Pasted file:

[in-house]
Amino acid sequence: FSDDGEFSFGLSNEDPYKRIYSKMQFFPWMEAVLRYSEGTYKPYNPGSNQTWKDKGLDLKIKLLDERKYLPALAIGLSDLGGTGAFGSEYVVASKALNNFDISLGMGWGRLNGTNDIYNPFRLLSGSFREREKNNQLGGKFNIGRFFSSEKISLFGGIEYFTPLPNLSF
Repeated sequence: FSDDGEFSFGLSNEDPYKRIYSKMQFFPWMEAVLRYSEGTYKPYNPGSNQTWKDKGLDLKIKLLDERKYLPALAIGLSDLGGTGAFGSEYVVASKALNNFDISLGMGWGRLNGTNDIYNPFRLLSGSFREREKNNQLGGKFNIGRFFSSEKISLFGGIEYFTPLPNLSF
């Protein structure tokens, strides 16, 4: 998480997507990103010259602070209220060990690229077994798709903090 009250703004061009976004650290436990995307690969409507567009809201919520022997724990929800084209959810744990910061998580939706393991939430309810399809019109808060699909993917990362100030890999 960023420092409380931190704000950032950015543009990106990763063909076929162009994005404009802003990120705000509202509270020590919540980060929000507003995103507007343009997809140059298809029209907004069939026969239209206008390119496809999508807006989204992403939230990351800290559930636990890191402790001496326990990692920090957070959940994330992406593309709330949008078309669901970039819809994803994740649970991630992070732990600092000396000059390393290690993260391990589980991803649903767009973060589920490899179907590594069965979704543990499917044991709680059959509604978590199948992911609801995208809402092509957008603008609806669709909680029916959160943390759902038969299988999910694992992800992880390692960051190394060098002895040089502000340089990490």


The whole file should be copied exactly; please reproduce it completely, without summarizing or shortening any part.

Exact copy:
[in-house]
Amino acid sequence: FSDDGEFSFGLSNEDPYKRIYSKMQFFPWMEAVLRYSEGTYKPYNPGSNQTWKDKGLDLKIKLLDERKYLPALAIGLSDLGGTGAFGSEYVVASKALNNFDISLGMGWGRLNGTNDIYNPFRLLSGSFREREKNNQLGGKFNIGRFFSSEKISLFGGIEYFTPLPNLSF
Repeated sequence: FSDDGEFSFGLSNEDPYKRIYSKMQFFPWMEAVLRYSEGTYKPYNPGSNQTWKDKGLDLKIKLLDERKYLPALAIGLSDLGGTGAFGSEYVVASKALNNFDISLGMGWGRLNGTNDIYNPFRLLSGSFREREKNNQLGGKFNIGRFFSSEKISLFGGIEYFTPLPNLSF
């Protein structure tokens, strides 16, 4: 998480997507990103010259602070209220060990690229077994798709903090 009250703004061009976004650290436990995307690969409507567009809201919520022997724990929800084209959810744990910061998580939706393991939430309810399809019109808060699909993917990362100030890999 960023420092409380931190704000950032950015543009990106990763063909076929162009994005404009802003990120705000509202509270020590919540980060929000507003995103507007343009997809140059298809029209907004069939026969239209206008390119496809999508807006989204992403939230990351800290559930636990890191402790001496326990990692920090957070959940994330992406593309709330949008078309669901970039819809994803994740649970991630992070732990600092000396000059390393290690993260391990589980991803649903767009973060589920490899179907590594069965979704543990499917044991709680059959509604978590199948992911609801995208809402092509957008603008609806669709909680029916959160943390759902038969299988999910694992992800992880390692960051190394060098002895040089502000340089990490």